Digital health literacy and well-being among university students: Mediating roles of fear of COVID-19, information satisfaction, and internet information search

Sheng Chih Chen, Nhi Thi Hong Nguyen, Cheng Yu Lin, Le Duc Huy, Chih Feng Lai, Loan T. Dang, Nguyen L.T. Truong, Nhi Y. Hoang, Thao T.P. Nguyen, Tan N. Phaṇ, Kevin Dadaczynski, Orkan Okan, Tuyen Van Duong

Publikation: Beitrag in FachzeitschriftArtikelBegutachtung

Abstract

Background: Digital health literacy (DHL) enables healthy decisions, improves protective behaviors and adherence to COVID-19 measures, especially during the era of the “infodemic”, and enhances psychological well-being. Objective: We aimed to explore the mediating roles of fear of COVID-19, information satisfaction, and the importance of online information searching on the association between DHL and well-being. Methods: A cross-sectional web-based survey was conducted among 1631 Taiwanese university students, aged 18 years and above, from June 2021 to March 2022. The collected data include sociodemographic characteristics (sex, age, social status, and financial satisfaction), the importance of online information searching, information satisfaction, fear of COVID-19, DHL, and well-being. A linear regression model was utilized to investigate factors associated with well-being, followed by a pathway analysis to assess the direct and indirect relationship between DHL and well-being. Results: The scores of DHL and overall well-being were 3.1 ± 0.4 and 74.4 ± 19.7, respectively. Social status (B = 2.40, 95% confidence interval (CI) 1.73–3.07, p < 0.001), DHL (B 0.29, 95% CI 0.10–0.49, p < 0.001), importance of online information searching (B = 0.78, 95% CI 0.38–1.17, p < 0.001), and information satisfaction (B = 3.59, 95% CI 2.22–4.94, p < 0.001) were positively associated with well-being, whereas higher fear of COVID-19 scores (B = −0.38, 95% CI −0.55-(−0.21), p < 0.001) and female (B = −2.99, 95% CI −5.02–0.6, p = 0.004) were associated with lower well-being, when compared with lower fear scores and male, respectively. Fear of COVID-19 (B = 0.03, 95% CI 0.016–0.04, p < 0.001), importance of online information searching (B = 0.03, 95% CI 0.01–0.05, p = 0.005), and information satisfaction (B = 0.05, 95% CI 0.023–0.067, p < 0.001) were significantly mediated the relationship between DHL and well-being. Conclusion: Higher DHL scores show direct and indirect associations with higher well-being scores. Fear, importance of online information searching, and information satisfaction significantly contributed to the association.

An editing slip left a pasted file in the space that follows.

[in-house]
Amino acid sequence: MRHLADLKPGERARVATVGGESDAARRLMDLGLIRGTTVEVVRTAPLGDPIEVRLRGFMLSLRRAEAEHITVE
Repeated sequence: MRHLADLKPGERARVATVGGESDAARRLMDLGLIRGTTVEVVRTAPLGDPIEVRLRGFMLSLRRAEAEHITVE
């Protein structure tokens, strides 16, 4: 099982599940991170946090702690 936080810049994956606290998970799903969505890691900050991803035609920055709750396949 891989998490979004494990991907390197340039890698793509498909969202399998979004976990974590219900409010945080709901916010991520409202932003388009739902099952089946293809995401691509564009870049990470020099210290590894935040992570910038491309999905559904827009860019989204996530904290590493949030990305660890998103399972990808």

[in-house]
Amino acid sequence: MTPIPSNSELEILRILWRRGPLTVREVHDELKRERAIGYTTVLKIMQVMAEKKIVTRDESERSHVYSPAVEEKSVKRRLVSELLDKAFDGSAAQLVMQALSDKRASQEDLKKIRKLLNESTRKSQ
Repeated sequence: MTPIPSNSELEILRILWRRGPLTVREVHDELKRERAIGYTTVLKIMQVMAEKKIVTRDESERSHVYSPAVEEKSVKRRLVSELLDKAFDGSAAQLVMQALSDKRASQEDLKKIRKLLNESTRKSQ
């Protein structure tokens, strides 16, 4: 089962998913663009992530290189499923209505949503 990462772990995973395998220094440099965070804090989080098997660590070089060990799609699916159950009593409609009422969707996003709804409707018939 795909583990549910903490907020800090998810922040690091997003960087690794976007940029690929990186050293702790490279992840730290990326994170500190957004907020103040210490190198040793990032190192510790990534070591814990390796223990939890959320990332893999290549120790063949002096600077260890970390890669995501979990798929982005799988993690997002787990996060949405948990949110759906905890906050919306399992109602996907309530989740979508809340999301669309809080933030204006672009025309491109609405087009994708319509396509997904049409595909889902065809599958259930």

OriginalspracheEnglisch
FachzeitschriftDigital Health
Jahrgang9
DOIs
PublikationsstatusVeröffentlicht - 1 Jan. 2023

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